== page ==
RIYADH (MEMO) – Saudi Aramco is to sell billions of dollars in international bonds in a bid to bolster its balance sheet and meet its $75bn dividend target, as the coronavirus crisis hits its profits.
The oil giant made its debut in the international debt markets last year by raising $12bn, after receiving more than $1oobn in orders.
Goldman Sachs, Citi, HSBC, JPMorgan, Morgan Stanley and NCB Capital were hired to arrange investor calls starting on Monday for several tranches of potential bonds with maturities of between three and 50 years, Saudi Aramco said in a bourse filing.
It did not specify how large the issuance would be, but it is expected to run into the billions with benchmark bonds generally at least $500m per tranche.
Saudi Aramco, whose flotation in December 2019 was the world’s biggest IPO, earlier this month reported a 45 percent drop in third-quarter net income to $11.8bn.
The coronavirus pandemic has dramatically hit demand for oil this year, leaving the company’s debt levels spiraling.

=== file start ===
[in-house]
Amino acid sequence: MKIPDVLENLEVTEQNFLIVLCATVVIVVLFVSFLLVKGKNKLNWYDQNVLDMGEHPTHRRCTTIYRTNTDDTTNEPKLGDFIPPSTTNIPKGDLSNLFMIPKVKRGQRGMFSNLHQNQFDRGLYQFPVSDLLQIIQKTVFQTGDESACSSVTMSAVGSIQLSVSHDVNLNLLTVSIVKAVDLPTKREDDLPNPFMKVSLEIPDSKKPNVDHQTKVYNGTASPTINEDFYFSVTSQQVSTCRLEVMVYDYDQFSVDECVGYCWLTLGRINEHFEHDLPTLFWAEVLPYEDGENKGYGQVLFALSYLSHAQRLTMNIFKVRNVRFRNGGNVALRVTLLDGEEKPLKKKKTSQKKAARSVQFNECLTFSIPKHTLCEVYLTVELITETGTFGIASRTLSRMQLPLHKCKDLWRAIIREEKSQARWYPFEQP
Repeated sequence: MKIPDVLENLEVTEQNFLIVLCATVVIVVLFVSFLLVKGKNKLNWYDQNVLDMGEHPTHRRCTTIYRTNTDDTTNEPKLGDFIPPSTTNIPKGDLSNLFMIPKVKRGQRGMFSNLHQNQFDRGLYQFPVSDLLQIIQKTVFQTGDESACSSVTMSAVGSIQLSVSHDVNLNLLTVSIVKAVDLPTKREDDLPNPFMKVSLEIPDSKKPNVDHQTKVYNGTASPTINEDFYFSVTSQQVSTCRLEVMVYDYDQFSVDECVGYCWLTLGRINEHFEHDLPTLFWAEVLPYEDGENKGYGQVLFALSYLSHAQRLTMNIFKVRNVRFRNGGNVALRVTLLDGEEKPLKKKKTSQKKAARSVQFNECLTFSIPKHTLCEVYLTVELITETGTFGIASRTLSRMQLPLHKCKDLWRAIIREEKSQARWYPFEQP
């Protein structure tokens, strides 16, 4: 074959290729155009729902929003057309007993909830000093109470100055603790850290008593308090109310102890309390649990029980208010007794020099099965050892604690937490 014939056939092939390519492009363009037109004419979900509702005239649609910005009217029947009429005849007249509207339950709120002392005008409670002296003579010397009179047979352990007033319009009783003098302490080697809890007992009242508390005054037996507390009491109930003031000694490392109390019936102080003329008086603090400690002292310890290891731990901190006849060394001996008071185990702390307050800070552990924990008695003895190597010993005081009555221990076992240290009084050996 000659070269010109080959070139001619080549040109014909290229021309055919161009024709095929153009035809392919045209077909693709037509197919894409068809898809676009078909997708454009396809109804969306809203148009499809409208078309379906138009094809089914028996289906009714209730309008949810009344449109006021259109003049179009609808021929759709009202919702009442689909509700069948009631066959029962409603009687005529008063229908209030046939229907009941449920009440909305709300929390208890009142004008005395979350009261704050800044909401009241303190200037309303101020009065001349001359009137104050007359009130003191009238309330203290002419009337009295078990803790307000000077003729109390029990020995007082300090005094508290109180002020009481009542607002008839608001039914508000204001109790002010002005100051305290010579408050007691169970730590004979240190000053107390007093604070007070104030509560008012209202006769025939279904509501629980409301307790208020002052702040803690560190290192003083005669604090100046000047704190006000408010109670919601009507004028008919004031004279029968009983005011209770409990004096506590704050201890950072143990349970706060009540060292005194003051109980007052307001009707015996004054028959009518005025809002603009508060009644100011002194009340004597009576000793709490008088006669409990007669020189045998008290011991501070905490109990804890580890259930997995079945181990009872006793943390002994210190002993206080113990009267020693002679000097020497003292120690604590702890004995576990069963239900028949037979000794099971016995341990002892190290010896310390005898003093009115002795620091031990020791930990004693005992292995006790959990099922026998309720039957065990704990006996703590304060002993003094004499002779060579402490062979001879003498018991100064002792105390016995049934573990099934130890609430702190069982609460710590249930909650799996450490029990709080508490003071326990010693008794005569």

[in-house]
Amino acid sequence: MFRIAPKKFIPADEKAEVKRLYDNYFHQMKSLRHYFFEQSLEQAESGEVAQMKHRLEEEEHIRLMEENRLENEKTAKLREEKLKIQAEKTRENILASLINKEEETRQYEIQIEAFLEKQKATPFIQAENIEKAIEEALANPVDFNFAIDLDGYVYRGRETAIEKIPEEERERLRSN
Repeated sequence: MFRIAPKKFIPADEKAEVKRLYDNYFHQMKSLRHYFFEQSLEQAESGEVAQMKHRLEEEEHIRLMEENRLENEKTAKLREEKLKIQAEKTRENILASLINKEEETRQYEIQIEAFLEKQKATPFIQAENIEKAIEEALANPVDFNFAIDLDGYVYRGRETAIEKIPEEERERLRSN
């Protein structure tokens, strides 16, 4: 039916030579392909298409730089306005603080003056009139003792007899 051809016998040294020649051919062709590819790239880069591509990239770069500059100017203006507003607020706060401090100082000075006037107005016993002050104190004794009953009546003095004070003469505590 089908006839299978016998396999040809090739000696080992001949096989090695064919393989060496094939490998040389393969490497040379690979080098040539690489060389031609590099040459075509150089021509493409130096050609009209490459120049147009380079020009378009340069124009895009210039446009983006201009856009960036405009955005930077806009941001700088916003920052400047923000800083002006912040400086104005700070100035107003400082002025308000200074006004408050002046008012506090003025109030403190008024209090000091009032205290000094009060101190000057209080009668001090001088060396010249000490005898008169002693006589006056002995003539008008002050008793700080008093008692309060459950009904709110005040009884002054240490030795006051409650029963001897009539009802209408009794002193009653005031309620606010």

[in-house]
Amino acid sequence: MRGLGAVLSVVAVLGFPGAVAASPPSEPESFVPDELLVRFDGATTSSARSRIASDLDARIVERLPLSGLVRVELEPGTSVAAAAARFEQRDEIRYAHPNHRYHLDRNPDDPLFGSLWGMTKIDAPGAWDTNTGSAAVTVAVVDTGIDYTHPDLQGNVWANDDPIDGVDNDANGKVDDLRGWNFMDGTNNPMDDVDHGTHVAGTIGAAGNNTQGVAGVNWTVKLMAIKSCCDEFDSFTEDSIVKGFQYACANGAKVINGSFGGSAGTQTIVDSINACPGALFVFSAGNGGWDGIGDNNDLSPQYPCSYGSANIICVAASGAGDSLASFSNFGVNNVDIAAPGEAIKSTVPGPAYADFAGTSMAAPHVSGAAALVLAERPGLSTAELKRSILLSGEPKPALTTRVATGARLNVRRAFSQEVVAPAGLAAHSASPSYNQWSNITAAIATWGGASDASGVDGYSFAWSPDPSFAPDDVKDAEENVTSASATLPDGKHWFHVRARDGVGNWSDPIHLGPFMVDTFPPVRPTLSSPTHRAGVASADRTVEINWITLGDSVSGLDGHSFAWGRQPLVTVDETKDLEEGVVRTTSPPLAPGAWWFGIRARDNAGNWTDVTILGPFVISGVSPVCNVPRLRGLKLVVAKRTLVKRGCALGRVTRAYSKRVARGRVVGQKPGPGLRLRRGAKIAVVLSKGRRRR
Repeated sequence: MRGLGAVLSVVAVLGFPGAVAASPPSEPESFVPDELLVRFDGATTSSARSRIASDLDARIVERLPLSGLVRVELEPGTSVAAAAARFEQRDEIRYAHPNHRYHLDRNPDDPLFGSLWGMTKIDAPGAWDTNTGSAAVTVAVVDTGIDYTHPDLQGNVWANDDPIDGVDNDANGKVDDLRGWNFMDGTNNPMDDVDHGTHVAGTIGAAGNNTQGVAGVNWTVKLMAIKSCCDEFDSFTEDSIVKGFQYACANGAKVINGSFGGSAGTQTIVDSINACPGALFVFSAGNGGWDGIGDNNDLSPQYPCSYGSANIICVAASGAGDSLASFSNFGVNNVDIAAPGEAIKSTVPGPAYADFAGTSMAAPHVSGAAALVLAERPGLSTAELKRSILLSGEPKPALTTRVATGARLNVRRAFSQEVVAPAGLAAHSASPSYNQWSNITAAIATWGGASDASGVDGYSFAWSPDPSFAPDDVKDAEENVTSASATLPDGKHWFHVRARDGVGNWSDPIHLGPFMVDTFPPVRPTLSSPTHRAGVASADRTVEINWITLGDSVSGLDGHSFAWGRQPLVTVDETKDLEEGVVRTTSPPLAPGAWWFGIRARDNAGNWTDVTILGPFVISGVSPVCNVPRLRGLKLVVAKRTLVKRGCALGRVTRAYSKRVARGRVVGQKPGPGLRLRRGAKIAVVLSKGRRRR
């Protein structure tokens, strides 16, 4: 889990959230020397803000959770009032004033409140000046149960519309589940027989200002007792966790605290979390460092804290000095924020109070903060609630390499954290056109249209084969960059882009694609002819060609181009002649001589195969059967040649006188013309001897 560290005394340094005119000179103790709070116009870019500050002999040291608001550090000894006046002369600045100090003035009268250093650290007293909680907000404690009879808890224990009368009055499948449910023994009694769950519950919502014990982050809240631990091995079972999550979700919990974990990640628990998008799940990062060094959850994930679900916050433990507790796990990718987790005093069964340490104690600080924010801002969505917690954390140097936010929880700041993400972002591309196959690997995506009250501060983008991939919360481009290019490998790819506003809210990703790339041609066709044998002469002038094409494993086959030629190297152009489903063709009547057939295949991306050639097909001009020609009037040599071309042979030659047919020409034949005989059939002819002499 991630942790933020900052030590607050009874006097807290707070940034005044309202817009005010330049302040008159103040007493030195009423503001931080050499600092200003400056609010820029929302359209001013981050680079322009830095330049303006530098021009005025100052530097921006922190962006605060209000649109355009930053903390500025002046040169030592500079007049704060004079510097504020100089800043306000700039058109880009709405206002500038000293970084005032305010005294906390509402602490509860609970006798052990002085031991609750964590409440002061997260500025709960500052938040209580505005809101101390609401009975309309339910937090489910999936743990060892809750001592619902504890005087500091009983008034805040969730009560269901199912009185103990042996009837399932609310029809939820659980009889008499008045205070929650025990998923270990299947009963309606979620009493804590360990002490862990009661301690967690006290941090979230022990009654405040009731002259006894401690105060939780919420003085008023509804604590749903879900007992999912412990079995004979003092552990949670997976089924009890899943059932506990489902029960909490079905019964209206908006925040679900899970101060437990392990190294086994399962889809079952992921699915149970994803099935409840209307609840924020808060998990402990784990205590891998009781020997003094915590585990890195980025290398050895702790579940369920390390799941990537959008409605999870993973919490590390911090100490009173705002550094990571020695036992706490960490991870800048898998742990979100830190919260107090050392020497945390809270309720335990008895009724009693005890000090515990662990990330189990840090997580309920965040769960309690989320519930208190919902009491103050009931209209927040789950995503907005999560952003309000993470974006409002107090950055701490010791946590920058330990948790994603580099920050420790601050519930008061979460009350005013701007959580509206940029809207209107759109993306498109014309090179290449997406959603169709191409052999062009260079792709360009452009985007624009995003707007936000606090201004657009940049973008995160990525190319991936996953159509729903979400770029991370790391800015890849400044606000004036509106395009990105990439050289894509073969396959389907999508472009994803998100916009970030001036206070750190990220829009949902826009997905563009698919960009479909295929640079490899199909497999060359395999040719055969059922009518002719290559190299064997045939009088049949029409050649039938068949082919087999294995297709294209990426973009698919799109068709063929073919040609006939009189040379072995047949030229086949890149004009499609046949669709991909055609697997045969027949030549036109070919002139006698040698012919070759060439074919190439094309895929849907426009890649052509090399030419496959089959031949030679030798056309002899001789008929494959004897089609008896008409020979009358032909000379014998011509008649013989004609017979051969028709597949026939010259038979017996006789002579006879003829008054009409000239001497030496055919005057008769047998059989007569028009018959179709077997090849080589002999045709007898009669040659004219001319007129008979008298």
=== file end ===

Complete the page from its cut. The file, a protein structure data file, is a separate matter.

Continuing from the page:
The upcoming bond issue is designed to fill a financial gap after the disastrous year.
Saudi Aramco is under growing pressure to cut its spending and raise cash to help buffer the kingdom, which faces a ballooning budget deficit.
The company has cut capital expenditure by an estimated $25bn to $30bn this year.
Last week, rating agency Fitch lowered the outlook on Saudi Aramco from positive to negative over concerns about the government’s weaker finances.
Fitch said Saudi Aramco’s "ambitious” target of paying $75bn in dividends could result in post-dividend free cash flow turning negative in 2020 and 2021, before breaking even in 2023.
Saudi Arabia has been trying to diversify its economy for decades, as emphasized in its Vision 2030 plan launched by Crown Prince Mohammed bin Salman.
But the dual shocks of coronavirus and tumbling energy prices have hurt its plans.
Oil revenues account for around two-thirds of the kingdom’s exports.
But while Saudi Arabia was once responsible for nearly 30 percent of global oil exports, that figure has now dropped to just 12 percent, according to research consultancy Capital Economics.